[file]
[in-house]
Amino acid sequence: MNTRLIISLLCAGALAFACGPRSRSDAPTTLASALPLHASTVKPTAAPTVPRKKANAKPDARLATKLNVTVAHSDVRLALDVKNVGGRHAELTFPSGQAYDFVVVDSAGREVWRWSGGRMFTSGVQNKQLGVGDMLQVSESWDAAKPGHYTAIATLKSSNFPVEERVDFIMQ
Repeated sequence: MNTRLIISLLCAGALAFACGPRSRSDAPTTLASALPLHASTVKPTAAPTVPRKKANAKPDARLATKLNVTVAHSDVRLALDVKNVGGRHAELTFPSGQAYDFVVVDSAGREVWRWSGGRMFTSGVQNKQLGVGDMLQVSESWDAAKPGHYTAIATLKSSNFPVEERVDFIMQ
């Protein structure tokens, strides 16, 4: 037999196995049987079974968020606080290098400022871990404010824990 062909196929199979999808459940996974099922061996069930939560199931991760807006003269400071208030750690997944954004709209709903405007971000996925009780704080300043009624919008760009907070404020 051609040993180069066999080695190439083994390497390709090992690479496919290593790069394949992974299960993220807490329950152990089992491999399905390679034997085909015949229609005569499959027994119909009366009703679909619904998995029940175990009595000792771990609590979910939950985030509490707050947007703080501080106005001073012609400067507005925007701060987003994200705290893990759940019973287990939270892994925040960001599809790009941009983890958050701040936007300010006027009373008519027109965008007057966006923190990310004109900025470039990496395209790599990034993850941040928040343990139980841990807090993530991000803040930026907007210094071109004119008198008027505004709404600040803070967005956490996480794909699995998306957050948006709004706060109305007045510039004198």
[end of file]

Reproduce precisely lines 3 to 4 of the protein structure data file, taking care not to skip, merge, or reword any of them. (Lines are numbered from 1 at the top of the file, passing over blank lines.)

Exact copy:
Repeated sequence: MNTRLIISLLCAGALAFACGPRSRSDAPTTLASALPLHASTVKPTAAPTVPRKKANAKPDARLATKLNVTVAHSDVRLALDVKNVGGRHAELTFPSGQAYDFVVVDSAGREVWRWSGGRMFTSGVQNKQLGVGDMLQVSESWDAAKPGHYTAIATLKSSNFPVEERVDFIMQ
């Protein structure tokens, strides 16, 4: 037999196995049987079974968020606080290098400022871990404010824990 062909196929199979999808459940996974099922061996069930939560199931991760807006003269400071208030750690997944954004709209709903405007971000996925009780704080300043009624919008760009907070404020 051609040993180069066999080695190439083994390497390709090992690479496919290593790069394949992974299960993220807490329950152990089992491999399905390679034997085909015949229609005569499959027994119909009366009703679909619904998995029940175990009595000792771990609590979910939950985030509490707050947007703080501080106005001073012609400067507005925007701060987003994200705290893990759940019973287990939270892994925040960001599809790009941009983890958050701040936007300010006027009373008519027109965008007057966006923190990310004109900025470039990496395209790599990034993850941040928040343990139980841990807090993530991000803040930026907007210094071109004119008198008027505004709404600040803070967005956490996480794909699995998306957050948006709004706060109305007045510039004198």